In the domain of telecom policy, it seems like a series of bad ideas (re)arise alongside major innovations in communications systems and technologies. In this post, I want to turn to the telegraph to shed light on issues of communication bandwidth, security and privacy that are being (re)addressed by regulators around the world as they grapple with the Internet. I’ll speak to the legacy of data retention in analogue and digital communicative infrastructures, congestion management, protocol development, and encryption policies to demonstrate how these issues have arisen in the past, and conclude by suggesting a few precautionary notes about the future of the Internet. I do want to acknowledge, before getting into the meat of this post, that while the telegraph can be usefully identified as a precursor to the digital Internet because of the strong analogies between the two technological systems it did use different technological scaffolding. Thus, lessons that are drawn are based on the analogical similarities, rather than technical homogeneity between the systems.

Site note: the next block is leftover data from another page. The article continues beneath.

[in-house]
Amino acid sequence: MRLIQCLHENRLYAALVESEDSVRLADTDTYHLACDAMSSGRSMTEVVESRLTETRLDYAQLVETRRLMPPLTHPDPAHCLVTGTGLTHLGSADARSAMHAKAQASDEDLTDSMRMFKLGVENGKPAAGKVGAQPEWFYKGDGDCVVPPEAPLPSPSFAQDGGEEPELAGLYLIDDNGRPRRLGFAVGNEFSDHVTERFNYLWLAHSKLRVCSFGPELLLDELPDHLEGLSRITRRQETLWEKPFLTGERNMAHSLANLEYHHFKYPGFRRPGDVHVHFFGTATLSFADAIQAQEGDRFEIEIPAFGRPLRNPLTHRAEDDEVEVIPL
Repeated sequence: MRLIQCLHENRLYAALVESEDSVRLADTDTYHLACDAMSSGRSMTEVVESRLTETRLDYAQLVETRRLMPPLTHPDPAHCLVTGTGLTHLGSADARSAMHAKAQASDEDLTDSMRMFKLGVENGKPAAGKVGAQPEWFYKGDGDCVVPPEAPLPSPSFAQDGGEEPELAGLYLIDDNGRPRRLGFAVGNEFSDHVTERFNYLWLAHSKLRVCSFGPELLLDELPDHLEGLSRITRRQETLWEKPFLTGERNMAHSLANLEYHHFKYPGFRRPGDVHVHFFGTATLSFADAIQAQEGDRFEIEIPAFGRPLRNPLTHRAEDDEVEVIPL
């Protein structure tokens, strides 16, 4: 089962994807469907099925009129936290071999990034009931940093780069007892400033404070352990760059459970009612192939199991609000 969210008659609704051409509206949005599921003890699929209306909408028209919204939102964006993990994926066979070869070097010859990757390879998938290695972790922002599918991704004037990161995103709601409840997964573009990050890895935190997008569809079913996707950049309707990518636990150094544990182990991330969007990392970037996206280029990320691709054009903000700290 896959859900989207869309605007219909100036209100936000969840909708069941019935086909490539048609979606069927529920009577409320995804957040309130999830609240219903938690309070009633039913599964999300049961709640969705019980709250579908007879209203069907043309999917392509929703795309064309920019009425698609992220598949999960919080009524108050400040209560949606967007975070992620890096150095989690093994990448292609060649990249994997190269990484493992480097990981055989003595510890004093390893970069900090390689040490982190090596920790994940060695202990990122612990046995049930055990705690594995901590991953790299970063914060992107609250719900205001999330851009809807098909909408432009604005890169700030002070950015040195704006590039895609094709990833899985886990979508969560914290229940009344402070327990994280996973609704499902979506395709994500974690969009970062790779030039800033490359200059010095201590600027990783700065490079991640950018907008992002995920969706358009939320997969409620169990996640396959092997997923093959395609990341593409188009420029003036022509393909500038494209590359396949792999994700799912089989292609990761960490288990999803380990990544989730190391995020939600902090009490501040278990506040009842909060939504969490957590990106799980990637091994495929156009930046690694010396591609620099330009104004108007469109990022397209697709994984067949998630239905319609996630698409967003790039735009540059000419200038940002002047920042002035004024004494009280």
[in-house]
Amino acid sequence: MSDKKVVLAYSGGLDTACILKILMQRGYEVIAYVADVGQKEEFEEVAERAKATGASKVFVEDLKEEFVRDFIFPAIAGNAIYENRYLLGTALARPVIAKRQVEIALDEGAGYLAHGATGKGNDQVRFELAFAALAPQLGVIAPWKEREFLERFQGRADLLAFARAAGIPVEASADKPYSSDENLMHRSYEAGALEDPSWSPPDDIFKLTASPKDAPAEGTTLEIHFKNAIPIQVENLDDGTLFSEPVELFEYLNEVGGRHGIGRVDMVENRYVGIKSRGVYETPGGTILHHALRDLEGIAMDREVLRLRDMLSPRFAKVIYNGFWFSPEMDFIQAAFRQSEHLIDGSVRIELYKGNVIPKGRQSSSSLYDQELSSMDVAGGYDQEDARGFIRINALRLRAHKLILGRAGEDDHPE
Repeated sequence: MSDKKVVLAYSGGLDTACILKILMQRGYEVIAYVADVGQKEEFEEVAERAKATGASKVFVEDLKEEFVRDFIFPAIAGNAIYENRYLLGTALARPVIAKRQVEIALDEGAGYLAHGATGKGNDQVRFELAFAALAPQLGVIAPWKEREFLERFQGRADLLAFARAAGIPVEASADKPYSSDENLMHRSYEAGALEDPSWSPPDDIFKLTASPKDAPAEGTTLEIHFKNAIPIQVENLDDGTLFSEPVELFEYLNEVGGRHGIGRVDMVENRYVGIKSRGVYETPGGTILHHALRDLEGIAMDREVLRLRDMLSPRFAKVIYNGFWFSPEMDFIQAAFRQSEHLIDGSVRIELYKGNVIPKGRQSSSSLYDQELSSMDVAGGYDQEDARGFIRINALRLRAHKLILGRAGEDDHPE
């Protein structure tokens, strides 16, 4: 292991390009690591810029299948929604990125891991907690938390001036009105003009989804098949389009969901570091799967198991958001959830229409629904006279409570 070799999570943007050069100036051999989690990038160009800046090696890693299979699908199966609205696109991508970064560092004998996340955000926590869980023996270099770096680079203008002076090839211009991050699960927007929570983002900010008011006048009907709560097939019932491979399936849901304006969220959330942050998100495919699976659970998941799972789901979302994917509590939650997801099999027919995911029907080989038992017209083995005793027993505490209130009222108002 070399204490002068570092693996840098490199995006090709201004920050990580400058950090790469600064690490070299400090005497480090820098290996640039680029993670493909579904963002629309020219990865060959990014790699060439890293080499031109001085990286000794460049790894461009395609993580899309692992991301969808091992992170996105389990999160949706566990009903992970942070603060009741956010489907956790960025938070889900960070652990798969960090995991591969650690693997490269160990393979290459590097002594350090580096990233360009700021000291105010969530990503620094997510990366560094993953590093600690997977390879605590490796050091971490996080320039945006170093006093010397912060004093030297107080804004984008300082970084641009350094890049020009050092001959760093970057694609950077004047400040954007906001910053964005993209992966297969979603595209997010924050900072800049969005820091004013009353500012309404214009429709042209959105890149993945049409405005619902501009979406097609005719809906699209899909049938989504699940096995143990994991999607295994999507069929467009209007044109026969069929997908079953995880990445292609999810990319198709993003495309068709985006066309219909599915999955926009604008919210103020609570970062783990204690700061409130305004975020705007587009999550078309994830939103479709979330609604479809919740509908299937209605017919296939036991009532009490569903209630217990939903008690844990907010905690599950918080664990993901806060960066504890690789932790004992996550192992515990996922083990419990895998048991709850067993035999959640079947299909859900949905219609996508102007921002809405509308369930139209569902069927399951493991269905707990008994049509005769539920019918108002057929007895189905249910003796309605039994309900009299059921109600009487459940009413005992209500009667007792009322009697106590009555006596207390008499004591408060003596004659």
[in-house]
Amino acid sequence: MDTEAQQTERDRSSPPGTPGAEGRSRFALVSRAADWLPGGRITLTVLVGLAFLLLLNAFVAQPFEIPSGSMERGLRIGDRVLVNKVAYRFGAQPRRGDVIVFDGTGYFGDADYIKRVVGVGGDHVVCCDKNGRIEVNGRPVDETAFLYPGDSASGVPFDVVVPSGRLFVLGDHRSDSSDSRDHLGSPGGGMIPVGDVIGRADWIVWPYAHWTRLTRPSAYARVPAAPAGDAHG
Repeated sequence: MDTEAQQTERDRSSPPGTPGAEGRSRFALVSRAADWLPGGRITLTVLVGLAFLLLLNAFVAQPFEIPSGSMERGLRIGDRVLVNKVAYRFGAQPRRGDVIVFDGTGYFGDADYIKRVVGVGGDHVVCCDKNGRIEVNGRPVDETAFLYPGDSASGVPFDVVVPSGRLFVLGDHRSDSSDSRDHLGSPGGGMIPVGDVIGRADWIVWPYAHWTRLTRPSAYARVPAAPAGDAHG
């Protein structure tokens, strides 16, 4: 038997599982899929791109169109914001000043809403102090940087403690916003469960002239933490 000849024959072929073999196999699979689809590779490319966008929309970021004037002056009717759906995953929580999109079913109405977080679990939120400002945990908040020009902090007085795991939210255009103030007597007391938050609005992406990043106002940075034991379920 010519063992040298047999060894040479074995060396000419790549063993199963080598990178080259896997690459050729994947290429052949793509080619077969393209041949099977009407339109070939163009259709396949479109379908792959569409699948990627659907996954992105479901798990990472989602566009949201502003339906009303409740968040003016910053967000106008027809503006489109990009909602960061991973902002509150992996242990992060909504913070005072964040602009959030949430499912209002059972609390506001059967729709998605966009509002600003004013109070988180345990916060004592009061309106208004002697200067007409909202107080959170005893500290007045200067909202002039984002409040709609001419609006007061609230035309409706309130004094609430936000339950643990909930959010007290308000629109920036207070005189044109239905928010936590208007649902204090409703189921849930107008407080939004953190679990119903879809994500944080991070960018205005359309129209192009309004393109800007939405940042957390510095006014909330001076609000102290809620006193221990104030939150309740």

The telegraph took years to develop. Standardization was a particular issues, perhaps best epitomized by the French having an early telegraph system of (effectively) high-tech signal towers, whereas other nations struggled to develop interoperable cross-continental electrically-based systems. Following the French communication innovation (which was largely used to coordinate military endeavours), inventors in other nations such as Britain and the United States spent considerable amounts of time learning how to send electrical pulses along various kinds of cables to communicate information at high speed across vast distances.
The Canadian SIGINT Summaries includes downloadable copies, along with summary, publication, and original source information, of leaked CSE documents.